Monday, 24 February 2014

Understanding EJB Timer Service 3.1

EJB Timer Service - Introduction

Timer service was introduced in EJB 2.1 for J2EE applications that requires scheduling service. Configuring an EJB Timer service became more easy with introduction of annotations in EJB 3.0.

But there was something lacking in the EJB Timer versions in 2.1 and 3.0. That was the crone job like support for scheduling which allows creation of scheduled task for a particular day/days of every week or task for a particular date in a month every year. Precisely initial EJB Timer versions didn't had calendar based scheduling. These versions supported only Single Action timers which execute its task on the mentioned time for a single time and a fixed interval timer which repeats after fixed interval after the first execution.

Timer Service in EJB 3.1

EJB 3.1 came up with javax.ejb.ScheduleExpression which supports calendar based time out expression just like a crone job. This makes EJB Timer service much more useful with advanced scheduling options. This helps in simple designing of your scheduling application with necessary advanced features.

Usage of calendar based chrone job like timer ScheduleExpression supports the below attributes:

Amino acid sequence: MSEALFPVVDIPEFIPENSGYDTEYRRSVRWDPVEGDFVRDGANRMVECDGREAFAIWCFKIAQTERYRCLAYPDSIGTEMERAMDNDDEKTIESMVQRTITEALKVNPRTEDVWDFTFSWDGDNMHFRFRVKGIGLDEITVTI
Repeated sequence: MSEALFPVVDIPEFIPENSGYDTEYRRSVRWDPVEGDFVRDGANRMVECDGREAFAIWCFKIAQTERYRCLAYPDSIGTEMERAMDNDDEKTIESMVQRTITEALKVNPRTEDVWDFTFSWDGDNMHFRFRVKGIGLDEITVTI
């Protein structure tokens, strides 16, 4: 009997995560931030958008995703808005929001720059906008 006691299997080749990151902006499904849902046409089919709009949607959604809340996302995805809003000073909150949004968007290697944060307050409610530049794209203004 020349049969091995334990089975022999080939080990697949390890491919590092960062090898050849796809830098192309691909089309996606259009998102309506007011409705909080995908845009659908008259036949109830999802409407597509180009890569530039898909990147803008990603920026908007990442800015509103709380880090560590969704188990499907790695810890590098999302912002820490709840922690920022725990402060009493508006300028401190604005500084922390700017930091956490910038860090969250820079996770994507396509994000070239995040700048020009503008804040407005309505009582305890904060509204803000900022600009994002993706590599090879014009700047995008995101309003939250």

1. second - Allowed values [0,59]. Attribute can be specified as a single scheduler value or a list of values or a range of values. Examples are as follows:
    • Single value - scheduleExpression.second("10");
    • List of values - scheduleExpression.second("10,20");
    • Range of values - scheduleExpression.second("0-10");
    • Range + list of values - scheduleExpression.second("0-10,20,30");
    • Repeating iteration of scheduler can be specified using a forward slash. 
      • scheduleExpression.second("*/10" (Every 10 seconds within the minute);
  2. minute - Allowed values [0,59]. Attribute can be specified for scheduling in the same way as that of second. Example for repeating iteration: scheduleExpression.minute("*/5"); (Every five minutes within the hour)
  3. hour  - Allowed values [0,23]. Attribute can be specified for scheduling in the same way as that of second. Example for repeating iteration: scheduleExpression.hour("*/2); (Repeat execution in every 2 hours duration of the day.)
  4. dayOfMonth - Allowed values:
    • [1,31]
    • "Last" means the last day of the month
    • {"Sun", "Mon", "Tue", "Wed", "Thu", "Fri", "Sat"}
    • {"1st", "2nd", "3rd", "4th", "5th", "Last"}
    • -x (where x is in the range [-7, -1]) means x day(s) before the last day of the month
  5. month - Allowed values:
    • [1,12]
    • {"Jan", "Feb", "Mar", "Apr", "May", "Jun", "Jul", "Aug", "Sep", "Oct", "Nov", Dec"}
  6. dayOfWeek - Allowed values:
    • [0,7] - "0" and "7" both refer to Sunday
    • {"Sun", "Mon", "Tue", "Wed", "Thu", "Fri", "Sat"}
  7. year - Any four digit year greater than or equal to current year is allowed.
Please refer to javadoc of ScheduleExpression for the detailed usage.

EJB Timer Service in Multi-Server environments: